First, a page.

Long strides bore me down the hill, as the beast loped ahead to skirt the village and enter from near the road. On the outskirts, I crouched behind a hedge, and listened. I heard nothing, and the windows of the nearest houses were all shuttered, so I advanced, sniffing. My sense of smell was nothing like the beast's, or even the giant's, but all the same, I hoped to detect the spoor of any mongrel cur or watchdog that might alert the villagers to my presence. The beast could be facing a similar problem, but more likely it would find and eat any such animal before it could betray its presence.

Dwellings on the edge of the village were little more than shacks, and I slipped quietly through the shadows from one to the next. At each window, shuttered against the night, I listened for a moment, but detected nothing more than the sounds of slumber. Most of the villagers would work hard to meet the needs of their families, and an early sleep, early rise rhythm meant they would be in the deepest depths of their hard-earned rest at this time of the night.

Unfortunately, a dog's sleep is much lighter than its master's. I had just stepped away from the wall of one dwelling, and found myself in a pool of moonlight. The dwelling's mongrel chose that moment to awaken with a sound that was half yelp, half bark, and it was but a moment's pause before I heard its paws clatter against the shutters. Fortunately for me, the shutters were firmly latched, giving me time to hie into the shadows behind a woodpile under cover of the dog's strident alarm.

My sword still drawn, I adjusted my chrouch in the shadows to better prepare myself for a fight. I heard the animal's master stumble through the darkness inside his home, hissing at the dog to stifle itself.

"Rivva, Rivva, hush! Shush! What's out there, girl?"

From my haven behind the woodpile, I no longer had a view of the dwelling's window. The dog barked another few times, then settled with a whimper. I heard the latch unhooked, and the clatter as the shutters slapped open against the walls. I cringed. If there was any more noise, I was bound to bring the entire village out into the streets. Not that I was concerned for my escape -- I felt more than confident pitting my skills against even a mob of farmers -- but my hopes for the stealthy acquisition of information would be lost.

I considered slipping under the window and surprising the man with a sword in his throat, but the chances of a clean kill over a final cry of anguish were not great enough for my liking. Instead, I waited, knowing that if more villagers awoke and came to investigate, I could still hope to escape undetected, and at the same time give the Dark Master's beast a distraction away from its presence.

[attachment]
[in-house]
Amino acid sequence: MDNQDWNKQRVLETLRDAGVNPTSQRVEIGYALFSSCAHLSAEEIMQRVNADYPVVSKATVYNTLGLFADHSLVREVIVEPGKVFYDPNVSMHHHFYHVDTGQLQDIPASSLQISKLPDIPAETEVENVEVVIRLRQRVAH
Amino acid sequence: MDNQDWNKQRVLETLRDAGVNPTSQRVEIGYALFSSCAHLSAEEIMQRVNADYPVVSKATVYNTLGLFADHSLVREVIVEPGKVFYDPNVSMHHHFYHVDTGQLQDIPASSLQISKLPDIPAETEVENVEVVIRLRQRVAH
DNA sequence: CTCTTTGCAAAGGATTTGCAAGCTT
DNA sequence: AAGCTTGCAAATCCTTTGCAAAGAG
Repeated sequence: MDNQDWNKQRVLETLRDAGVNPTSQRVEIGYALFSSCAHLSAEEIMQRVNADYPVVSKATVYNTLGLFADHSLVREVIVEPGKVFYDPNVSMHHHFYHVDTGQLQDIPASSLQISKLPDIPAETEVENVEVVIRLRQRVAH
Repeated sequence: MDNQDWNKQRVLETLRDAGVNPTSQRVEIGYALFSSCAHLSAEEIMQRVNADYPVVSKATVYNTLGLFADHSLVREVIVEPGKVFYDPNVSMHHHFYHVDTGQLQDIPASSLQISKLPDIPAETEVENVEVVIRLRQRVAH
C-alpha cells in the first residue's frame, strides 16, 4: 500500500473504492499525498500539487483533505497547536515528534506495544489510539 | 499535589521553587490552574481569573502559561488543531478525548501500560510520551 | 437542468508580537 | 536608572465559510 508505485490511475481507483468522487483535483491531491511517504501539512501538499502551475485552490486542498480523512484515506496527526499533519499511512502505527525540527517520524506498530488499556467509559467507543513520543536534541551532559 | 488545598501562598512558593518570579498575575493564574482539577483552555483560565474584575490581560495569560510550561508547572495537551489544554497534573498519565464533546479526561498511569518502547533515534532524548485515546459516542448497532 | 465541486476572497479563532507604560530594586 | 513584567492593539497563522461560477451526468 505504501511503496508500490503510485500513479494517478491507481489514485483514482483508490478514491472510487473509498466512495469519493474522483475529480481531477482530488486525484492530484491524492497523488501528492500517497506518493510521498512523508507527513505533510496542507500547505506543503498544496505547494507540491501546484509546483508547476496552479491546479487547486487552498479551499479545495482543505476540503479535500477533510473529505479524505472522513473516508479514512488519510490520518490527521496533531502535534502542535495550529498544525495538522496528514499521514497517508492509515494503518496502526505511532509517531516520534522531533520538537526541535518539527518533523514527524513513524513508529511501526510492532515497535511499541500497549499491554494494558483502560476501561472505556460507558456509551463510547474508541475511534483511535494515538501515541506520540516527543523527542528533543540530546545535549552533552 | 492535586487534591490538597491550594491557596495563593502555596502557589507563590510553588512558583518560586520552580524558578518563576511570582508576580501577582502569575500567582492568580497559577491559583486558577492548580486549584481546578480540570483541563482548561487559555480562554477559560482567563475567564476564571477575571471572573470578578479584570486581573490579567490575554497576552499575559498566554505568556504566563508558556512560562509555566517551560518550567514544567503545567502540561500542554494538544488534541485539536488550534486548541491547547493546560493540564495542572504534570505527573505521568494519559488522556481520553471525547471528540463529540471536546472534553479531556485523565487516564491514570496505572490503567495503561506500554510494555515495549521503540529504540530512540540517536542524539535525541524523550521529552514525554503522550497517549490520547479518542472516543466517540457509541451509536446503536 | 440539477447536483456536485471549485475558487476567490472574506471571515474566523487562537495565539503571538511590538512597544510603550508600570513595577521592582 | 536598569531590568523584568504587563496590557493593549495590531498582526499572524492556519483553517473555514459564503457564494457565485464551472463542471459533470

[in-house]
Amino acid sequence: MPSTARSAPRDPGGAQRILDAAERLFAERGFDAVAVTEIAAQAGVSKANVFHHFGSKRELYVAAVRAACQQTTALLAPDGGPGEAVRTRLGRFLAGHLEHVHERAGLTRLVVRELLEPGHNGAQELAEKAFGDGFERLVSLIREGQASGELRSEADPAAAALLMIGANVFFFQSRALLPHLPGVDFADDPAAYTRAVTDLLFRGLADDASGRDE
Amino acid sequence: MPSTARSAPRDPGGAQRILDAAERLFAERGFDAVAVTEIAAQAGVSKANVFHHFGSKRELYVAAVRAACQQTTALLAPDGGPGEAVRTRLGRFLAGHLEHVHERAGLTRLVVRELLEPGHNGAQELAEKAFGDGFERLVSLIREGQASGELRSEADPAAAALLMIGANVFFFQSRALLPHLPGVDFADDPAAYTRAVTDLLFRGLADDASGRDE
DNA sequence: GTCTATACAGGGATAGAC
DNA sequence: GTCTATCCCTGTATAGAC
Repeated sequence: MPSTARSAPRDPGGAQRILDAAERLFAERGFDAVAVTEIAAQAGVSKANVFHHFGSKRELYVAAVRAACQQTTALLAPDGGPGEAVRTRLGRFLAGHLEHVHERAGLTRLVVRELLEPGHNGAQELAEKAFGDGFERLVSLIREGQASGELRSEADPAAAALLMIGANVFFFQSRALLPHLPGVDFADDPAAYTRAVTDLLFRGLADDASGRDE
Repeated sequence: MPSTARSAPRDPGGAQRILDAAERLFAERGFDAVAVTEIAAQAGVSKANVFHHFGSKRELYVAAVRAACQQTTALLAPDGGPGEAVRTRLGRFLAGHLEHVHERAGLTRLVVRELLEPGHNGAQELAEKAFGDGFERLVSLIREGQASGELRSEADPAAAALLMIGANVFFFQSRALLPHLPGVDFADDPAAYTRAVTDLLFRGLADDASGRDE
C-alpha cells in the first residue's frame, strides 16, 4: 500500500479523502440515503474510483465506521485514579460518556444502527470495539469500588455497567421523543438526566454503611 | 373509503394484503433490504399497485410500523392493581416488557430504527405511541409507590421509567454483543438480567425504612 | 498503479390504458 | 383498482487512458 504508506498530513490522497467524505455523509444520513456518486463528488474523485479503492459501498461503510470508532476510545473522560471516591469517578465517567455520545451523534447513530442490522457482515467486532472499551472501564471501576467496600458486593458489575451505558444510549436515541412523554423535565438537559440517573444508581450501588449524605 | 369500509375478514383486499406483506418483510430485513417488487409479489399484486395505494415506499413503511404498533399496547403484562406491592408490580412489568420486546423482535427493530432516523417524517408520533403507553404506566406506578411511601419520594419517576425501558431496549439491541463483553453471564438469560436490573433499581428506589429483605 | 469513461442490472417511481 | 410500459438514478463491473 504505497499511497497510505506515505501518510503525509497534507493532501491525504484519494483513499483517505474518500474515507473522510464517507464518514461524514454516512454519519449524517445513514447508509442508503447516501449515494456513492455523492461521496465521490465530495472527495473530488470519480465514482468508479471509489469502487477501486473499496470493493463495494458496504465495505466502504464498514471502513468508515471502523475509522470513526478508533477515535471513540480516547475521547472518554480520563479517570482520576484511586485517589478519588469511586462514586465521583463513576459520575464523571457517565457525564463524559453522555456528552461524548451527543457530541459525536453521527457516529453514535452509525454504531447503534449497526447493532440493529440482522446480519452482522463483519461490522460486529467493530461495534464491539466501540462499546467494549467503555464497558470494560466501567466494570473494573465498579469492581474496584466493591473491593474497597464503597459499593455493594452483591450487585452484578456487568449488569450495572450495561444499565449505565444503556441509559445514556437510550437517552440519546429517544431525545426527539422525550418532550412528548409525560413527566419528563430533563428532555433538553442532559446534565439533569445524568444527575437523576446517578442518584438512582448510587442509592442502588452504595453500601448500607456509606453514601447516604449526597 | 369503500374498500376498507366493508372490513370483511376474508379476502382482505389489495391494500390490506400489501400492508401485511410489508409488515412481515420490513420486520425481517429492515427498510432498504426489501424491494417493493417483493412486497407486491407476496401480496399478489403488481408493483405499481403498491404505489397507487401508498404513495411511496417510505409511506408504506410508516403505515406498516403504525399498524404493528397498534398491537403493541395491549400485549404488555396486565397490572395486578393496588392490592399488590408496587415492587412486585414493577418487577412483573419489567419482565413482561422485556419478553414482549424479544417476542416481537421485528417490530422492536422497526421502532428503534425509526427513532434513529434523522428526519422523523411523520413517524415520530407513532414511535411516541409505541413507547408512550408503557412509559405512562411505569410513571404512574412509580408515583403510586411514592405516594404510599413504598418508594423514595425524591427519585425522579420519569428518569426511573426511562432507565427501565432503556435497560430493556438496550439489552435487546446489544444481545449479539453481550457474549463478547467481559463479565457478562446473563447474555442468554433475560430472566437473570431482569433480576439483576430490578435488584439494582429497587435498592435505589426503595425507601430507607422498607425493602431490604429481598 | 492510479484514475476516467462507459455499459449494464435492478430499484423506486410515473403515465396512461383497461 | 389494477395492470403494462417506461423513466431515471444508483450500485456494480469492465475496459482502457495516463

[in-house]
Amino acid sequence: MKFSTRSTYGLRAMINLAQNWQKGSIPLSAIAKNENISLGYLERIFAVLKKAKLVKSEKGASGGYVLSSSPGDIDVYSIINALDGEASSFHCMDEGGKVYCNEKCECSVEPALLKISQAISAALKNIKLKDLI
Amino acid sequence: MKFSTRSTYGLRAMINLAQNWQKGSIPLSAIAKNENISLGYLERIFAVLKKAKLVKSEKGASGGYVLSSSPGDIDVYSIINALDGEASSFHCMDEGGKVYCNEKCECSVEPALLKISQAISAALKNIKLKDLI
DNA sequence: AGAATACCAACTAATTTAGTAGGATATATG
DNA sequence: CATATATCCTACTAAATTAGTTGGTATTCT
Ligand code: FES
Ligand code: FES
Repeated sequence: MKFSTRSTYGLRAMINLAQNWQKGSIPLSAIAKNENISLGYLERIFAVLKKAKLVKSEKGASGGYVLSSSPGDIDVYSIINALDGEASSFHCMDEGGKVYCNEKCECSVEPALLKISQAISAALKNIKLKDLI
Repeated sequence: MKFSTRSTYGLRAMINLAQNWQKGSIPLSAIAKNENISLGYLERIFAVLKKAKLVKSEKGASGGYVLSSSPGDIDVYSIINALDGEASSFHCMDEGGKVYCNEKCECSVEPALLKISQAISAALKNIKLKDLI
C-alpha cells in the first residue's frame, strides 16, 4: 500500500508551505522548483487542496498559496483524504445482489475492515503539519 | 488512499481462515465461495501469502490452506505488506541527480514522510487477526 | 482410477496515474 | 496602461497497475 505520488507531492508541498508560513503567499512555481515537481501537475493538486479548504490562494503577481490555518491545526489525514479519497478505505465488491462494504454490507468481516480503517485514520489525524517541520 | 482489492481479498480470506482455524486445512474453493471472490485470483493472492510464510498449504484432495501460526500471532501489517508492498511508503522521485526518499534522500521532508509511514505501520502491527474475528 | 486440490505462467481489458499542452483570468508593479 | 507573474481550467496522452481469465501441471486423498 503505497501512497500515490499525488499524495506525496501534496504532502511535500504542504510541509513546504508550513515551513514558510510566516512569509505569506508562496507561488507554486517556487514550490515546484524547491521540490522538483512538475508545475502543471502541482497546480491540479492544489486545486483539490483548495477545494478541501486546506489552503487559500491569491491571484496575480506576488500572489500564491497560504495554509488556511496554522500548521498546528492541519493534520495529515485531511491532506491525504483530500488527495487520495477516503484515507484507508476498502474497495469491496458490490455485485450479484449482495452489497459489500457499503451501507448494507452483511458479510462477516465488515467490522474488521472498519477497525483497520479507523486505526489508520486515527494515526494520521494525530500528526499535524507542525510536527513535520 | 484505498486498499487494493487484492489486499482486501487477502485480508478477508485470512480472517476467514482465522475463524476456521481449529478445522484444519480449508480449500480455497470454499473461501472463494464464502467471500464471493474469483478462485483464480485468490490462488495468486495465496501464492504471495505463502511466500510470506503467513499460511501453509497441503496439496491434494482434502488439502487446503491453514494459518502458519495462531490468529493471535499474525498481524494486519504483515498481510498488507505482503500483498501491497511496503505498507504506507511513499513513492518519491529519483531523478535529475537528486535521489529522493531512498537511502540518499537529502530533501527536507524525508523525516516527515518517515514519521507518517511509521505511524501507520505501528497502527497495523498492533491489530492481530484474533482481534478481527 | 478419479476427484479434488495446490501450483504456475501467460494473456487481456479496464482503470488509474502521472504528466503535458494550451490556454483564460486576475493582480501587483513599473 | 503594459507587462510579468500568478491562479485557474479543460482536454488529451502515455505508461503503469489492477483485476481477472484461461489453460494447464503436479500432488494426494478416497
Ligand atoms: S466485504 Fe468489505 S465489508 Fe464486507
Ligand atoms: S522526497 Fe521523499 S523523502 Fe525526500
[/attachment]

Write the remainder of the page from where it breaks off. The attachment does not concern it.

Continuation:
Luck favoured me. A few hearbeats later, I heard the shutters clatter shut. The dog gave a final whine, and I strained to detect her master's footsteps away from the window. Hearing nothing more, I counted three dozens in my head before giving up my concealment behind the woodpile.

Note: The above (and all other writing on this blog) is copyright 2006 Hydargentium, all rights reserved.

Thursday, August 17, 2006

Girl Trouble

So, I just read a story by an e-friend of mine, who goes by the e-name of RaZrEsHaT. (I kid you not.) He has a real name, but I'll leave it as an exercise to the reader to find out what it is. Anyway, I read this story, and I genuinely am glad I got to read it, so I've decided to share it with all of the patrons of this little blog. (And, as we all know, there are so many of you out there....)

So, without further ado, I present Girl Trouble. If you like it, if you hate it, if you're somewhere in between, I've started a thread on RaZrEsHaT's accompanying forum for feedback on the story, which, at the time of this writing, contains only one post -- my own thoughts on Girl Trouble.

Enjoy. I did.


Wednesday, August 16, 2006

Welcome to Hydrargentium's: We Blog!

Welcome to my new blog. Waifsplace is in limbo for the foreseeable future, so I've decided to go with blogspot. To inaugurate this new blog, I have presented above an Alien Loves Predator-inspired bit of artwork. The image itself came from fan art in the forum, and the captions were inspired by a suggestion that it reminded forum members of Brokeback Mountain. Get it now? Good.

Anyway, welcome aboard the new ride.